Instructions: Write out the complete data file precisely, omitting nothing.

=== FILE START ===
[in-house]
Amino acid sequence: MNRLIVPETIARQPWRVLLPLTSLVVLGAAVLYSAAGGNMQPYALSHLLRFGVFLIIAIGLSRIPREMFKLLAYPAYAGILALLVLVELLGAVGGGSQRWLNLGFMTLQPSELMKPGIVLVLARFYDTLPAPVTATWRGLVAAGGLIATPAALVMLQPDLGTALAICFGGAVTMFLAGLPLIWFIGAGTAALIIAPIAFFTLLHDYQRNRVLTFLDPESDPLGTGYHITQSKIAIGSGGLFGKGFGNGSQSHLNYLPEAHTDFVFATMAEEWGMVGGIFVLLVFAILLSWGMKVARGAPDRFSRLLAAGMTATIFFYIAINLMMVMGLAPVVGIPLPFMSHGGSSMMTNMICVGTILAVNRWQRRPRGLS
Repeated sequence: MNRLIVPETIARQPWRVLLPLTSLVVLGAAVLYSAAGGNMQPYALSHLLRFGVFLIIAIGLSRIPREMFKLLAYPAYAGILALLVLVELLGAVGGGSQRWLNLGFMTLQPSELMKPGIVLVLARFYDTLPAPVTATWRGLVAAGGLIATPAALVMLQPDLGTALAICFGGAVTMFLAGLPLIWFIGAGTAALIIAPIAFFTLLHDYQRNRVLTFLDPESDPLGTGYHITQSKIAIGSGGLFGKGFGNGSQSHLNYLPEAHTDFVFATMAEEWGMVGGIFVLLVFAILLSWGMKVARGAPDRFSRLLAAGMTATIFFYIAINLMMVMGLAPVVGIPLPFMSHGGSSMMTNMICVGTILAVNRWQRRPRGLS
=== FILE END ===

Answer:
[in-house]
Amino acid sequence: MNRLIVPETIARQPWRVLLPLTSLVVLGAAVLYSAAGGNMQPYALSHLLRFGVFLIIAIGLSRIPREMFKLLAYPAYAGILALLVLVELLGAVGGGSQRWLNLGFMTLQPSELMKPGIVLVLARFYDTLPAPVTATWRGLVAAGGLIATPAALVMLQPDLGTALAICFGGAVTMFLAGLPLIWFIGAGTAALIIAPIAFFTLLHDYQRNRVLTFLDPESDPLGTGYHITQSKIAIGSGGLFGKGFGNGSQSHLNYLPEAHTDFVFATMAEEWGMVGGIFVLLVFAILLSWGMKVARGAPDRFSRLLAAGMTATIFFYIAINLMMVMGLAPVVGIPLPFMSHGGSSMMTNMICVGTILAVNRWQRRPRGLS
Repeated sequence: MNRLIVPETIARQPWRVLLPLTSLVVLGAAVLYSAAGGNMQPYALSHLLRFGVFLIIAIGLSRIPREMFKLLAYPAYAGILALLVLVELLGAVGGGSQRWLNLGFMTLQPSELMKPGIVLVLARFYDTLPAPVTATWRGLVAAGGLIATPAALVMLQPDLGTALAICFGGAVTMFLAGLPLIWFIGAGTAALIIAPIAFFTLLHDYQRNRVLTFLDPESDPLGTGYHITQSKIAIGSGGLFGKGFGNGSQSHLNYLPEAHTDFVFATMAEEWGMVGGIFVLLVFAILLSWGMKVARGAPDRFSRLLAAGMTATIFFYIAINLMMVMGLAPVVGIPLPFMSHGGSSMMTNMICVGTILAVNRWQRRPRGLS